This archive of previously issued food recalls and allergy alerts is provided for reference and research purposes.

Users should note that the products listed in the archive have been subject to removal from the marketplace or appropriate corrective action. Food recalls or allergy alerts are not an indication of the food safety status of products produced at a later date.

Food Recall Warning - Happy Apples brand Caramel Apples recalled due to Listeria monocytogenes

Recall date:
December 24, 2014
Reason for recall:
Microbiological - Listeria
Hazard classification:
Class 1
Company / Firm:
Buy Low Foods Ltd., Overwaitea Food Group, Star Produce Ltd., The Lid Company
Extent of the distribution:
Reference number:
9563, 9564, 9565, 9566

Recall details

Ottawa, December 24, 2014 - Industry is recalling Happy Apples brand Caramel Apples from the marketplace due to possible Listeria monocytogenes contamination. Consumers should not consume the recalled products described below.

The following products, made in the United States (US), are known to have been sold in British Columbia, Alberta, Manitoba and Saskatchewan and may have also been distributed in other provinces and territories. These products may also have been purchased in the US.

Recalled products

Brand Name Common Name Size Code(s) on Product UPC
Happy Apples Caramel Apples – all varieties All All best use by dates between August 25 and November 23, 2014*
*Based on the "best use by date", it is more likely that these products would be found in consumers' homes rather than at retail.

What you should do

Check to see if you have recalled products in your home. If found, secure the caramel apple in a plastic bag and throw it out. Do not consume.

Food contaminated with Listeria monocytogenes may not look or smell spoiled but can still make you sick. Symptoms can include vomiting, nausea, persistent fever, muscle aches, severe headache and neck stiffness. Pregnant women, the elderly and people with weakened immune systems are particularly at risk. Although infected pregnant women may experience only mild, flu-like symptoms, the infection can lead to premature delivery, infection of the newborn or even stillbirth. In severe cases of illness, people may die.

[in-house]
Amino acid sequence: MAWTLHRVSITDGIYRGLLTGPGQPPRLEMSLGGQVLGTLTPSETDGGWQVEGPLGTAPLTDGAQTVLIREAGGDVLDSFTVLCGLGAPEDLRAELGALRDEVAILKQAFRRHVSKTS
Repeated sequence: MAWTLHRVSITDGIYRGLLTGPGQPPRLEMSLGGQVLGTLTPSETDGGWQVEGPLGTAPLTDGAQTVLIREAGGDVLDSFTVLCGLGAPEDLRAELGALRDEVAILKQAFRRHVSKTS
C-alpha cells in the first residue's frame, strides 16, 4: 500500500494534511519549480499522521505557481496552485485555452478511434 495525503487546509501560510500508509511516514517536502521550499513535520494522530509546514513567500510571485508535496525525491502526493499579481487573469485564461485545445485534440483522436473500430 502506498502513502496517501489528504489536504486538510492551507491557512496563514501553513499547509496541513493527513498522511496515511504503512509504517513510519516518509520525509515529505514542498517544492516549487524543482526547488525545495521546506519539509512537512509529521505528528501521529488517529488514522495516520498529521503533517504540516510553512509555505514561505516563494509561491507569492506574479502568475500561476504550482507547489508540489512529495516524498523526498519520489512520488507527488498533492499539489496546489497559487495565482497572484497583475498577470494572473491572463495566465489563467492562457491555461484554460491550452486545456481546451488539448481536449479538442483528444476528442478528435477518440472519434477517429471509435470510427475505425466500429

This recall was triggered by a recall initiated by the US manufacturer which may be related to a foodborne illness outbreak. The Canadian Food Inspection Agency (CFIA) is working with its federal partners, the Public Health Agency of Canada (PHAC) and Health Canada, and the United States Food and Drug Administration, and is conducting a food safety investigation, which may lead to the recall of other products. If other high-risk products are recalled, the CFIA will notify the public through updated Food Recall Warnings.

The CFIA is verifying that industry has removed recalled product from the marketplace.


PHAC is monitoring the US outbreak investigation. For more information see the Public Health Notice issued by PHAC on December 28, 2014.

More information

For more information, consumers and industry can contact the CFIA by filling out the online feedback form.

Media enquiries

CFIA Media Relations

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